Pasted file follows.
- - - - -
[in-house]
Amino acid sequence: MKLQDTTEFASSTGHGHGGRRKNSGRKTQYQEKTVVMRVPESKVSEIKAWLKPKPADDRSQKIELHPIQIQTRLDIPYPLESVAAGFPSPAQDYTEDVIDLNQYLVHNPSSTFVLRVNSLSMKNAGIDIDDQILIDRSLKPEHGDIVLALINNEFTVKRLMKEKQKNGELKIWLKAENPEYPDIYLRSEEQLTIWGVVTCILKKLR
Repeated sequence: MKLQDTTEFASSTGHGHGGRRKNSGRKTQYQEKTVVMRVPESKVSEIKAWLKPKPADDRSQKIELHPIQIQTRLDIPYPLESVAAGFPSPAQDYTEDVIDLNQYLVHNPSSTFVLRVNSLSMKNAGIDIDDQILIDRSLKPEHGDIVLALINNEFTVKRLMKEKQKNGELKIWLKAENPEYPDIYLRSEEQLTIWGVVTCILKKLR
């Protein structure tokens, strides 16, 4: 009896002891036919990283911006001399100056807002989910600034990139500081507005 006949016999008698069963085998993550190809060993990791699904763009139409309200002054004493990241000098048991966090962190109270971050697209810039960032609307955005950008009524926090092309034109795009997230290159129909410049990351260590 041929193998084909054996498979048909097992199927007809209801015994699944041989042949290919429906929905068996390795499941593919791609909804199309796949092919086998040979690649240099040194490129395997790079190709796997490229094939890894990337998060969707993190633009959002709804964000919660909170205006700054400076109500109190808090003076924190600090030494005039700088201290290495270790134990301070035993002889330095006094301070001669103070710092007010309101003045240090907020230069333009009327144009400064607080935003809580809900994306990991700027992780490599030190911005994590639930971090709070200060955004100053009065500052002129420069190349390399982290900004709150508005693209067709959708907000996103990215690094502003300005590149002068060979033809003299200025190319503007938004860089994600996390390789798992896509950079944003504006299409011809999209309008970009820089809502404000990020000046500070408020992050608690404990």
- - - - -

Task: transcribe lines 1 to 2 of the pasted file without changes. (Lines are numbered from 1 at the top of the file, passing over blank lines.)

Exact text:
[in-house]
Amino acid sequence: MKLQDTTEFASSTGHGHGGRRKNSGRKTQYQEKTVVMRVPESKVSEIKAWLKPKPADDRSQKIELHPIQIQTRLDIPYPLESVAAGFPSPAQDYTEDVIDLNQYLVHNPSSTFVLRVNSLSMKNAGIDIDDQILIDRSLKPEHGDIVLALINNEFTVKRLMKEKQKNGELKIWLKAENPEYPDIYLRSEEQLTIWGVVTCILKKLR